At this point in time, investing in a reliable virus cleaner is no longer an option, it’s a necessity. Here are three reasons why.
Virus development is now moving forward at lightning speed
Up until 1986, there were only three computer viruses known to have existed. These were Creeper (created in 1971), Elk Cloner (created around 1982) and Brain (created around 1986). Creeper infected the DEC PDP-10 computers on the ARPAnet, Elk Cloner infected Apple computers and Brain infected MS-DOS computers.
Only Creeper was spread through a network, Elk Cloner and Brain both relied on floppy disks. None of them was created with malicious intent (unless you count practical joking as malicious). Creeper and Elk Clone were both pranks (all Creeper did was display a message saying “I’m the creeper, catch me if you can!”). Brain was actually intended as a form of copyright protection.
By the early 1990s, however, there were believed to be around 1300 computer viruses in existence and by the early noughties, not only had this number increased massively but the first cellphone virus had arrived on the scene (2004, The Caribe). Over the course of the noughties, the nature of viruses starts to change and the focus shifts from causing damage to the host computer (or mobile device) to gaining control of the computer (or mobile device) and/or gaining access to personal data.
Viruses are no longer about the device they are about the data
The first major instance of viruses being used for data theft was probably 2007’s “Zeus” attack, where the virus was used to log keystrokes and hence to steal banking information. Since then the number of active viruses has continued to increase massively as has the extent of the damage they cause. The single, biggest virus attack seen so far was the 2017 WannaCry attack, which literally put people’s lives at risk because it infected computers used for medical purposes. Recent years have also seen a spate of cyberattacks on businesses, some of which have made headline news (and have generated massive fines).
Private individuals cannot directly control what organizations do with their data, although they can certainly vote with their wallets and make a point of using companies which show that they take data protection seriously, but they can, should and these days must do everything they can to protect their own data.
This point cannot be overemphasized. While there are still some viruses out there which were created to damage computers and/or mobile devices, these days this is usually an inconvenience rather than a major issue. In simple terms, if the only damage is to the hardware then the cost of repairing the damage is limited to the cost of getting new hardware. Damage to files can be more of an inconvenience, but even here, it should not be a huge issue since people should have backed-up anything that matters to them. The real threat is to a person’s data, or, perhaps it would be better to say, to their identity and this is a threat which deserves and needs to be taken with the utmost seriousness. Clearing up identity theft, by contrast, can involve a whole lot more than a phone call to your bank to cancel a card, it can involve court cases (both civil and criminal).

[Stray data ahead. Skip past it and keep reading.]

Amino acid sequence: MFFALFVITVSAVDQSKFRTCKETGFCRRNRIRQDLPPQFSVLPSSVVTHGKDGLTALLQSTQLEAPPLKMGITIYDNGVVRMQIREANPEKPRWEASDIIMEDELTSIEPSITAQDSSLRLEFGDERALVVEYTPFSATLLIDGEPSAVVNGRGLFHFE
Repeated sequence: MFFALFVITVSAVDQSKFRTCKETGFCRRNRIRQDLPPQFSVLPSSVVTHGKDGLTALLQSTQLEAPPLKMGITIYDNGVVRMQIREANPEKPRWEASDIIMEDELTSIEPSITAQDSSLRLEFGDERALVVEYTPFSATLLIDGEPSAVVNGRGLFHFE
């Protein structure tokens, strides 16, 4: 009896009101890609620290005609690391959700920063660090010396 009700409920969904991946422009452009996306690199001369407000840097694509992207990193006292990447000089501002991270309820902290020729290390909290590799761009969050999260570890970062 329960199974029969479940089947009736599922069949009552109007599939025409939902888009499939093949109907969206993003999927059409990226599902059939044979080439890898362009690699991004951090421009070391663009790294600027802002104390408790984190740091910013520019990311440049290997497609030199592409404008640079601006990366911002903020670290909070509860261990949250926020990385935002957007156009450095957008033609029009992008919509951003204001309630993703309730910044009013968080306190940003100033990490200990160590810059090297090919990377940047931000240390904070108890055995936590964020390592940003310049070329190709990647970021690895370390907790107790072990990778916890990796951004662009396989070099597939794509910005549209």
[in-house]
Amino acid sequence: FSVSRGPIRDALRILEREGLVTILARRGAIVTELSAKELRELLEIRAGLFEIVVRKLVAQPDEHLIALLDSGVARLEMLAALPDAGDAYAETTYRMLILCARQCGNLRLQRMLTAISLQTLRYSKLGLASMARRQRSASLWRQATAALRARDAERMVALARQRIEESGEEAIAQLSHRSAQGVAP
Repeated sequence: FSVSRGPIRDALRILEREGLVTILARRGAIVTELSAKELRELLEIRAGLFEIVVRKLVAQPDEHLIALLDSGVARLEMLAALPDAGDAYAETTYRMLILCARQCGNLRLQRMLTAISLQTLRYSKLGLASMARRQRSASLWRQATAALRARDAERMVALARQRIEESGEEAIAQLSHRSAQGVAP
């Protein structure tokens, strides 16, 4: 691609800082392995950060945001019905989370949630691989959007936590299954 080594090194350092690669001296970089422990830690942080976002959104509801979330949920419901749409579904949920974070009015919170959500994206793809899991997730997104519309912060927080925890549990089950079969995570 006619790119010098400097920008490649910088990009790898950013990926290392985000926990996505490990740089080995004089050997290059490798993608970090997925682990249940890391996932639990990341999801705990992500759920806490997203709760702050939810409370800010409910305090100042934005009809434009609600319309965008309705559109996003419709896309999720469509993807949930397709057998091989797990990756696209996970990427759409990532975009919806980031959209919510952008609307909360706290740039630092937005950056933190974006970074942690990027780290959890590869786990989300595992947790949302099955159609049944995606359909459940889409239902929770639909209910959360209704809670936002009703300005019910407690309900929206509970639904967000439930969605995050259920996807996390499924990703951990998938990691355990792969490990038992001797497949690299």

Free antivirus programs only provide a very limited degree of protection
These days just about every mainstream operating system comes with some kind of integrated security functionality. Windows has Windows Defender, Google has Play Protect and MacOS/iOS have Xprotect. The fact remains, however, that neither Microsoft nor Google nor Apple is a security company and hence they cannot be expected to have the same degree of expertise as companies which focus on security-related products such as reliable virus cleaners.
Similarly the free versions of antivirus products are not going to have the same level of functionality as their paid-for counterparts (otherwise there would be no reason to upgrade). These programs are certainly better than nothing, but in today’s world many of us run our lives and livelihoods from the internet, meaning that our computers and mobile devices either store or have access to data such as personal messages and photographs, calendars, task lists, payment information and banking details. They may also store images of and/or information about key documents such as drivers licenses and passports. In other words, for many people, “better than nothing is nowhere near good enough” and investing in a reliable virus cleaner is as important as investing in a good lock for your front door.
Comodo antivirus is a premium offering at a budget price
Comodo’s mission is to make it possible for everyone to have the robust security they need to stay safe online. They have fulfilled this mission with the launch of Comodo antivirus, which offers all the functionality you would expect from a premium antivirus product, but is priced so that everyone can afford it. Get it now from Comodo.